News A statue depicting a Neanderthal. Scientists have discovered that Neanderthal genes passed on to modern humans could affect our likelihood of developing auto-immune diseases.

The likelihood of people developing diseases including type two diabetes and Crohn's could be affected by genes inherited from Neanderthals

THE BOOK REVIEW

LIFE ON A MODERN PLANET Richard D North Manchester University Press, £25/£10.99

A gallery opens - after 18,000 years

The masterpieces discovered in a French cave will help unravel the myst eries of Stone Age art, says David Keys

Dam threatens Stone Age carvings

DOZENS of rare Stone Age carvings in a remote area of Portugal are posing a problem for the Portuguese government.

SCIENCE / Flesh on the bones of early man

LAST month's announcement of the discovery of Australopithecus ramidus, which some have called the 'missing link', was an intriguing clue to understanding the evolution of humans from our ape-like ancestors. More details of the complex story of human pre-history are emerging from other archaeological finds in the cradle of humanity - Africa. The aim eventually is to address the big questions in evolution: how, when and why did humans arise?

Stone-Age Mike Tyson was gnawed by a wolf

BRITAIN'S oldest known inhabitant was built like Mike Tyson and may have met his end, at the age of about 20 - in the jaws of a wolf.

Travel: A breath of fresh air from the Stone Age: Forget the leprechauns and long-winded folk songs: an archaeological excavation in Co Mayo has unearthed a thriving farming settlement of 6,000 years ago, says Sean Coughlan

About 6,000 years ago, when Rome was but a couple of goat sheds and the pyramids were still waiting for planning permission, a prehistoric crowd was hanging out in Ceide, Co Mayo, on the west coast of Ireland. With a mild climate, year-round grazing and a view of the sea, Ceide had plenty to offer the upwardly-mobile neolithic family.

World heritage status sought for Stone Age site: Discovery at Boxgrove 30 times bigger than thought

ONE OF Europe's oldest Stone Age sites - which hit the headlines earlier this summer when archaeologists found a 500,000-year-old human bone there - may be at least 30 times bigger than has so far been revealed.

ARCHAEOLOGY: Boxgrove Man reveals his Stone Age-old secrets

Archaeologists plan to reconstruct the diet, lifestyle, medical history and even age at death of the Stone Age man whose half- million-year-old leg bone was recently found in a gravel pit at Boxgrove in Sussex.

It's the flopstones as film hits the yabba-dabba-doo-doo: Phil Reeves in Los Angeles reports on the US critics' clubbing of 'The Flintstones'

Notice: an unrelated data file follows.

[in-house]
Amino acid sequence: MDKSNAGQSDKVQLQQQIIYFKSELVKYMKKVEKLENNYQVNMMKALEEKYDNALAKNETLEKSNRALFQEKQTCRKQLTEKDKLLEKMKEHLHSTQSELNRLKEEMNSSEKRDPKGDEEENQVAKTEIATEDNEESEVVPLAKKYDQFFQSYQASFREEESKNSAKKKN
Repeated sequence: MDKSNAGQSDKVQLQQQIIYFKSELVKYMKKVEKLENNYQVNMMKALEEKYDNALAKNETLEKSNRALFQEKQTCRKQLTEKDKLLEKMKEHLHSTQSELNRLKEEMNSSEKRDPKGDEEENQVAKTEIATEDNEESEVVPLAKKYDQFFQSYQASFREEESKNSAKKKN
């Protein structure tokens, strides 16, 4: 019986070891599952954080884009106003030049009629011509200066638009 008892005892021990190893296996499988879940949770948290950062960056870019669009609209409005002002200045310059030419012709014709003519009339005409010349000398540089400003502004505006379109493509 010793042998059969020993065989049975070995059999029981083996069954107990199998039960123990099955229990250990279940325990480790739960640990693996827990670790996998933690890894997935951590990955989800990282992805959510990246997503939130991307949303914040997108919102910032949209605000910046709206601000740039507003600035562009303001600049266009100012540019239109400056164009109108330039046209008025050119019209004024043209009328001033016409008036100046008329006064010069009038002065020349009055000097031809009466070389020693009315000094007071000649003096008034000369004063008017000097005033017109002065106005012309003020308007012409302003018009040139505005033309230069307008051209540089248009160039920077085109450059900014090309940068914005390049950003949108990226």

PARENTS, pray that this summer is not wet. Hollywood's effort to cash in on the school holiday market by turning The Flintstones, the cartoon sitcom about cave people, into a flesh-and-blood blockbuster appears to have got off to . . . well, a rocky start.

We know where they're coming from: What happened to Neanderthal Man? Where did Homo sapiens appear? Why are there so many blonds in the Lake District? Steve Jones, winner of the Science Book Prize, and his colleagues in genetics are coming up with the answers. Steve Connor reports

There is a part of Little England that will forever be a little Flemish. Little England, a small peninsula in South Wales that sticks out into the Irish Sea, contains the genetic remnants of the Flemish craftsmen brought over by William the Conqueror soon after 1066. The present-day inhabitants of this part of the Pembrokeshire coast have genes that are quite distinct from their Welsh neighbours, but similar to the people now living in Flanders. It is a poignant reminder that our genes can help tell the story of human history because they constitute a library of the dead, as well as of the living.

Sussex site yields oldest human find in Britain

THE OLDEST human remains to be found in Britain have been unearthed in a Sussex quarry.

Oldest European

Remains of what could be the oldest man in Europe - believed to date back 500,000 years - have been unearthed in West Sussex. Archaeologists digging at an Old Stone Age site in Boxgrove found a fragment of a limb among animal bones. English Heritage said full details of the find, 100,000 years older than any previously located remains, would be released shortly.

The American Association for the Advancement of Science: Stone Age exit from Africa revised

OUR Stone Age ancestors went for a walkabout almost a million years earlier than was thought, according to an anthropologist.

Silly Questions: Toeing the line

HOW DID Stone Age man cut his toenails? There are two major schools of thought: Mark Salisbury and John Bartlett have independently come to the conclusion that Stone Age woman nibbled her mate's nails. This rudimentary act evolved into the practice of toe-sucking still seen in atavistic sections of society.

Parents win last-minute victory in school curriculum review: 'Neanderthals' to join advisory groups. Fran Abrams reports

PARENTS have been given seats on the advisory groups that, from next week, are to slim down the national curriculum. The last-minute move follows complaints that ministers' talk of bringing more 'parent power' into education has brought few results.
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